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Old 01-15-2014, 09:28 AM
 
1,480 posts, read 2,180,810 times
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I am at the age where many of my old friends and relatives are dying. Because I have moved to the east coast and most of my old friends and relatives live in the Midwest, it is difficult to decide if we should buy a last minute airline ticket and spend the money to go to the funeral.

In the recent past, my wife and I chose not to go to the funerals of some relatives and still don't hear the end of it by the surviving spouse or other family members. It appeared nearly everyone in the family found the time and money to leave at a moments notice to attend, except us. This continues to cause strain in our relationships with the surviving spouse or children of these old friends or family who are hurt we did not go.

Last minute airfares are incredibly expensive, but should that be the reason to not mourn with everyone?

How do you handle the politics of attending/or not attending an out of state funeral, of friends and family, outside of driving distance?

 
Old 01-15-2014, 10:27 AM
 
12,913 posts, read 19,782,209 times
Reputation: 33905
We will always attend the funeral of immediate family members, meaning parents, siblings, nieces/nephews. We may or may not travel for elderly aunts/uncles or cousins. It isn't a matter of family politics at all, my family isn't judgmental that way.

Figure it this way, if you would expect these people to attend your funeral should you predecease them, then you should plan on doing the same on their behalf.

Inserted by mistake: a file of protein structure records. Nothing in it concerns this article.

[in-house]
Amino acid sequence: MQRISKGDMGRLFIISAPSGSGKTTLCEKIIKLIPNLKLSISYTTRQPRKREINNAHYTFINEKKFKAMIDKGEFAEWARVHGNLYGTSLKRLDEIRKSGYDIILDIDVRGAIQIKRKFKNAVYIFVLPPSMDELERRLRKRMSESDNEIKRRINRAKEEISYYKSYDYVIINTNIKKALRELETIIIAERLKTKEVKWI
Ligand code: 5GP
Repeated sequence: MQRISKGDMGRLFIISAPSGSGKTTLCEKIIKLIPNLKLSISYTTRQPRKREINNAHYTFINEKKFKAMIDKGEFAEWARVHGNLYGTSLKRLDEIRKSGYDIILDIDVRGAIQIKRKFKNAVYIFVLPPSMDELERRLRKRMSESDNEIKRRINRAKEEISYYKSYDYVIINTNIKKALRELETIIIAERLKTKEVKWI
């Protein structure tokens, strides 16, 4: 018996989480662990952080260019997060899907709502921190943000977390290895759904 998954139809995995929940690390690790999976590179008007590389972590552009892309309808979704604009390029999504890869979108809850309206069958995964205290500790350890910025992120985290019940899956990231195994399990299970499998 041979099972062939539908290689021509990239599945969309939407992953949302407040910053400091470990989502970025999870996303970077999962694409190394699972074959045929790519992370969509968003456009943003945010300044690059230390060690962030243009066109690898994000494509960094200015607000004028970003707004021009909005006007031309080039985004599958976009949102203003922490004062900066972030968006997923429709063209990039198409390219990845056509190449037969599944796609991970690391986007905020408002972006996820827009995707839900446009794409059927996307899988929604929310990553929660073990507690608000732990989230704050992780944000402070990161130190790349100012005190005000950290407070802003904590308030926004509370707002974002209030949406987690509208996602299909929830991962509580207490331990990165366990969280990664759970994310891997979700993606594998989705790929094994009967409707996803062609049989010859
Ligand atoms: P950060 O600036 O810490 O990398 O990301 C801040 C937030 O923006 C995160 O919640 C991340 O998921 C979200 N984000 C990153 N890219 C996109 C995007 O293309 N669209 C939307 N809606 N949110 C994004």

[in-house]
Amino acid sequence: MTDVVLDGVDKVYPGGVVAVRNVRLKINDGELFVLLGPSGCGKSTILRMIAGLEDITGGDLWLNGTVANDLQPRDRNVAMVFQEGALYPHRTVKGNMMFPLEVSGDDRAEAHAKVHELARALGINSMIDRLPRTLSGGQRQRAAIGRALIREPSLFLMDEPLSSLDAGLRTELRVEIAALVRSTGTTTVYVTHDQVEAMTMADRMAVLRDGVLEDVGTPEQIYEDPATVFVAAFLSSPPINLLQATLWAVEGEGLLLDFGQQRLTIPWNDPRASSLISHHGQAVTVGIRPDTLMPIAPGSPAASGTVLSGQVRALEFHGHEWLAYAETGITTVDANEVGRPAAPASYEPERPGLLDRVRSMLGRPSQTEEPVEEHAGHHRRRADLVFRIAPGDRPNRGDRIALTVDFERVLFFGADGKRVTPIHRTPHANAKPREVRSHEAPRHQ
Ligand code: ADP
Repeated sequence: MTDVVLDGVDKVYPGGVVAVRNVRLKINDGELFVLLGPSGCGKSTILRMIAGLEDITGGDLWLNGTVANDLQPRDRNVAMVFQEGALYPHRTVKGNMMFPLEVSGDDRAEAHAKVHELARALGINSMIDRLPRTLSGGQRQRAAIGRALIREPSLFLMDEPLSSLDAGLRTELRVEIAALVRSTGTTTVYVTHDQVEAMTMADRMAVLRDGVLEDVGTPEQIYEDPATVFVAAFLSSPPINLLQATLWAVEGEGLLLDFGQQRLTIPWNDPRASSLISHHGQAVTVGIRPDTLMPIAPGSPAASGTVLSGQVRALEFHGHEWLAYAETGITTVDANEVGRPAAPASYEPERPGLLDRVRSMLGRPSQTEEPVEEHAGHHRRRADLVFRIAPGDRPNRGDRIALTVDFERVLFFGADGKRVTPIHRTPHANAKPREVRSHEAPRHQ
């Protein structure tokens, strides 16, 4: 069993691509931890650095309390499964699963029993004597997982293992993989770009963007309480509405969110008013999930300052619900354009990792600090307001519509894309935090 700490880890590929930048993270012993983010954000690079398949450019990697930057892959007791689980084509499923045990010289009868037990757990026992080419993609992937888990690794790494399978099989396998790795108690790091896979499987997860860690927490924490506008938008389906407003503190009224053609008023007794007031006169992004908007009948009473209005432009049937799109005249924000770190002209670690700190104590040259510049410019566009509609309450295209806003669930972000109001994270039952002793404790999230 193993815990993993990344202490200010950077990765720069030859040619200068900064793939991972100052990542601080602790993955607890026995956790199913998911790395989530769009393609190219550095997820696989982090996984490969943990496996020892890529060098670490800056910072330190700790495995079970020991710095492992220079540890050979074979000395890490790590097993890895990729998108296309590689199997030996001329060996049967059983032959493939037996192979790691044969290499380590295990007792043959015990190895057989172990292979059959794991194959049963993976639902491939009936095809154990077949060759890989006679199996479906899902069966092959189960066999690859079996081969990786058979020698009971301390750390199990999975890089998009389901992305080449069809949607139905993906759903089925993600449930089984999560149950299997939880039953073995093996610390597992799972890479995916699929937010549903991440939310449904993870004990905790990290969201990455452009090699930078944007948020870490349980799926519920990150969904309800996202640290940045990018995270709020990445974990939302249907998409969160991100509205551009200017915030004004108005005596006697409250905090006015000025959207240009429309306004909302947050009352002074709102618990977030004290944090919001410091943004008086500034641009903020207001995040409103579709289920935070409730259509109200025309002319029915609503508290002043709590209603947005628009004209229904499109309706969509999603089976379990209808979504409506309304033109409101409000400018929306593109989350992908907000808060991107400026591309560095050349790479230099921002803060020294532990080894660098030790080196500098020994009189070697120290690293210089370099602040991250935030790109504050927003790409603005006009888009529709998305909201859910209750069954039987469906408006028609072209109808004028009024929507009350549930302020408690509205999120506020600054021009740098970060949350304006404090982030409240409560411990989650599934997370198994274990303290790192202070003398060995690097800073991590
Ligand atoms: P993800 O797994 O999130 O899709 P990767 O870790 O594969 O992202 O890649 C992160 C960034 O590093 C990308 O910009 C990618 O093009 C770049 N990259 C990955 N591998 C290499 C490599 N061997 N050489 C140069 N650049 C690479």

Old 01-15-2014, 06:26 PM
 
Location: Verde Valley AZ
8,206 posts, read 9,093,756 times
Reputation: 10386
Quote:
Originally Posted by I'm Retired Now View Post
I am at the age where many of my old friends and relatives are dying. Because I have moved to the east coast and most of my old friends and relatives live in the Midwest, it is difficult to decide if we should buy a last minute airline ticket and spend the money to go to the funeral.

In the recent past, my wife and I chose not to go to the funerals of some relatives and still don't hear the end of it by the surviving spouse or other family members. It appeared nearly everyone in the family found the time and money to leave at a moments notice to attend, except us. This continues to cause strain in our relationships with the surviving spouse or children of these old friends or family who are hurt we did not go.

Last minute airfares are incredibly expensive, but should that be the reason to not mourn with everyone?

How do you handle the politics of attending/or not attending an out of state funeral, of friends and family, outside of driving distance?
When I lived out of state I rarely ever came home for a funeral. Or weddings or anything else. Nobody thought that was a 'bad thing' and nobody ever thought less of me for not attending. I doubt anyone has ever been "hurt" I didn't go and, in truth, probably didn't even notice I wasn't there. I'm not THAT important in the family chain. I do always send cards and flowers. Now my entire family is within 100 miles of me so I do attend funerals and such. Seems like one a year these days.